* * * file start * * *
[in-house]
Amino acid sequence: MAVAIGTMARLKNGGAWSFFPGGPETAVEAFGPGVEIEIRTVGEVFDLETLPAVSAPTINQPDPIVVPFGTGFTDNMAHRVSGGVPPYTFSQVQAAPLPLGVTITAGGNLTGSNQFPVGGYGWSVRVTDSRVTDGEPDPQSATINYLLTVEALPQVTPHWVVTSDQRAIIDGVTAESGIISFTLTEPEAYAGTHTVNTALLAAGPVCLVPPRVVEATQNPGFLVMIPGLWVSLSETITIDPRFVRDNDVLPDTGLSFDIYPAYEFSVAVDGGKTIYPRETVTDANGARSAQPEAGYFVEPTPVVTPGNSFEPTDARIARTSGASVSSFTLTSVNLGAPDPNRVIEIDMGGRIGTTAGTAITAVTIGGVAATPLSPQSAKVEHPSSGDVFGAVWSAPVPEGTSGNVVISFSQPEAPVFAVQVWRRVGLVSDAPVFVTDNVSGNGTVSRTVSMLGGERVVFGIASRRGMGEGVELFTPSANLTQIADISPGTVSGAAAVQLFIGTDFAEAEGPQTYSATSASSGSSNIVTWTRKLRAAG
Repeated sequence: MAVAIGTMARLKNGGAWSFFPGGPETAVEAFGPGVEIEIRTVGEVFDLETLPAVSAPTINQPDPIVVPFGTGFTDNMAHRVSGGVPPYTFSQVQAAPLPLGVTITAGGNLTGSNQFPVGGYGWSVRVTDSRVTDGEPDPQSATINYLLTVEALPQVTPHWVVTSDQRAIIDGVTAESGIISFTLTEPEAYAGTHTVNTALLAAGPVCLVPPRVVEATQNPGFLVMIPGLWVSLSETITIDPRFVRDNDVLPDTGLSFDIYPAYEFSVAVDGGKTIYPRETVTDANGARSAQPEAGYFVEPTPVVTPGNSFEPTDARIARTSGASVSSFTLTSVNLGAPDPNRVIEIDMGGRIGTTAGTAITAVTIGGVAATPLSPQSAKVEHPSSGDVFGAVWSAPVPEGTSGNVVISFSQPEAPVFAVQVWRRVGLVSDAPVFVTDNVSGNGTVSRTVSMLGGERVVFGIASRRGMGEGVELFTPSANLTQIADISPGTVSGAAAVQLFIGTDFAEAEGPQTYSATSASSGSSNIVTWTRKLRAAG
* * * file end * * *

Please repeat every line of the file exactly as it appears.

[in-house]
Amino acid sequence: MAVAIGTMARLKNGGAWSFFPGGPETAVEAFGPGVEIEIRTVGEVFDLETLPAVSAPTINQPDPIVVPFGTGFTDNMAHRVSGGVPPYTFSQVQAAPLPLGVTITAGGNLTGSNQFPVGGYGWSVRVTDSRVTDGEPDPQSATINYLLTVEALPQVTPHWVVTSDQRAIIDGVTAESGIISFTLTEPEAYAGTHTVNTALLAAGPVCLVPPRVVEATQNPGFLVMIPGLWVSLSETITIDPRFVRDNDVLPDTGLSFDIYPAYEFSVAVDGGKTIYPRETVTDANGARSAQPEAGYFVEPTPVVTPGNSFEPTDARIARTSGASVSSFTLTSVNLGAPDPNRVIEIDMGGRIGTTAGTAITAVTIGGVAATPLSPQSAKVEHPSSGDVFGAVWSAPVPEGTSGNVVISFSQPEAPVFAVQVWRRVGLVSDAPVFVTDNVSGNGTVSRTVSMLGGERVVFGIASRRGMGEGVELFTPSANLTQIADISPGTVSGAAAVQLFIGTDFAEAEGPQTYSATSASSGSSNIVTWTRKLRAAG
Repeated sequence: MAVAIGTMARLKNGGAWSFFPGGPETAVEAFGPGVEIEIRTVGEVFDLETLPAVSAPTINQPDPIVVPFGTGFTDNMAHRVSGGVPPYTFSQVQAAPLPLGVTITAGGNLTGSNQFPVGGYGWSVRVTDSRVTDGEPDPQSATINYLLTVEALPQVTPHWVVTSDQRAIIDGVTAESGIISFTLTEPEAYAGTHTVNTALLAAGPVCLVPPRVVEATQNPGFLVMIPGLWVSLSETITIDPRFVRDNDVLPDTGLSFDIYPAYEFSVAVDGGKTIYPRETVTDANGARSAQPEAGYFVEPTPVVTPGNSFEPTDARIARTSGASVSSFTLTSVNLGAPDPNRVIEIDMGGRIGTTAGTAITAVTIGGVAATPLSPQSAKVEHPSSGDVFGAVWSAPVPEGTSGNVVISFSQPEAPVFAVQVWRRVGLVSDAPVFVTDNVSGNGTVSRTVSMLGGERVVFGIASRRGMGEGVELFTPSANLTQIADISPGTVSGAAAVQLFIGTDFAEAEGPQTYSATSASSGSSNIVTWTRKLRAAG